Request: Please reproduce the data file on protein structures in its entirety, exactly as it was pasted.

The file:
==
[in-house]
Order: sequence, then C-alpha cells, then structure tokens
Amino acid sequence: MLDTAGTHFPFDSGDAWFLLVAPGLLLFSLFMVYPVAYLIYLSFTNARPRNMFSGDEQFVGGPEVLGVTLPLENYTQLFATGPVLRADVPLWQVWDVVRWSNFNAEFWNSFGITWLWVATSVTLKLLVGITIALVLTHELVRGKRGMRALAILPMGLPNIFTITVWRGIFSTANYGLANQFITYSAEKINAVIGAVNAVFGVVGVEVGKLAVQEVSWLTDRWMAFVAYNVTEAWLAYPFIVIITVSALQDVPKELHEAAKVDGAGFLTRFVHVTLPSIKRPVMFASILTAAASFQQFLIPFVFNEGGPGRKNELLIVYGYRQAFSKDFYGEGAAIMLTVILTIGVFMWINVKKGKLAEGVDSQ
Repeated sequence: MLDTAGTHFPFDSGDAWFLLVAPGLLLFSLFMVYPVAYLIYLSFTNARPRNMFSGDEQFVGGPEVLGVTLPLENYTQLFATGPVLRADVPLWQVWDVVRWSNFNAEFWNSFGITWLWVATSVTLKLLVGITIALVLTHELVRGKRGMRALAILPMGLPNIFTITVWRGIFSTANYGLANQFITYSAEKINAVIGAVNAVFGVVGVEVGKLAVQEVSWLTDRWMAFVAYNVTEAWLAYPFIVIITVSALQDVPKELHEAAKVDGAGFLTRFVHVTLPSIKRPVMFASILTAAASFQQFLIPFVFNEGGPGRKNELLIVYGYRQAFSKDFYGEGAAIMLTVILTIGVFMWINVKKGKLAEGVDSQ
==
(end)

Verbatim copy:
[in-house]
Order: sequence, then C-alpha cells, then structure tokens
Amino acid sequence: MLDTAGTHFPFDSGDAWFLLVAPGLLLFSLFMVYPVAYLIYLSFTNARPRNMFSGDEQFVGGPEVLGVTLPLENYTQLFATGPVLRADVPLWQVWDVVRWSNFNAEFWNSFGITWLWVATSVTLKLLVGITIALVLTHELVRGKRGMRALAILPMGLPNIFTITVWRGIFSTANYGLANQFITYSAEKINAVIGAVNAVFGVVGVEVGKLAVQEVSWLTDRWMAFVAYNVTEAWLAYPFIVIITVSALQDVPKELHEAAKVDGAGFLTRFVHVTLPSIKRPVMFASILTAAASFQQFLIPFVFNEGGPGRKNELLIVYGYRQAFSKDFYGEGAAIMLTVILTIGVFMWINVKKGKLAEGVDSQ
Repeated sequence: MLDTAGTHFPFDSGDAWFLLVAPGLLLFSLFMVYPVAYLIYLSFTNARPRNMFSGDEQFVGGPEVLGVTLPLENYTQLFATGPVLRADVPLWQVWDVVRWSNFNAEFWNSFGITWLWVATSVTLKLLVGITIALVLTHELVRGKRGMRALAILPMGLPNIFTITVWRGIFSTANYGLANQFITYSAEKINAVIGAVNAVFGVVGVEVGKLAVQEVSWLTDRWMAFVAYNVTEAWLAYPFIVIITVSALQDVPKELHEAAKVDGAGFLTRFVHVTLPSIKRPVMFASILTAAASFQQFLIPFVFNEGGPGRKNELLIVYGYRQAFSKDFYGEGAAIMLTVILTIGVFMWINVKKGKLAEGVDSQ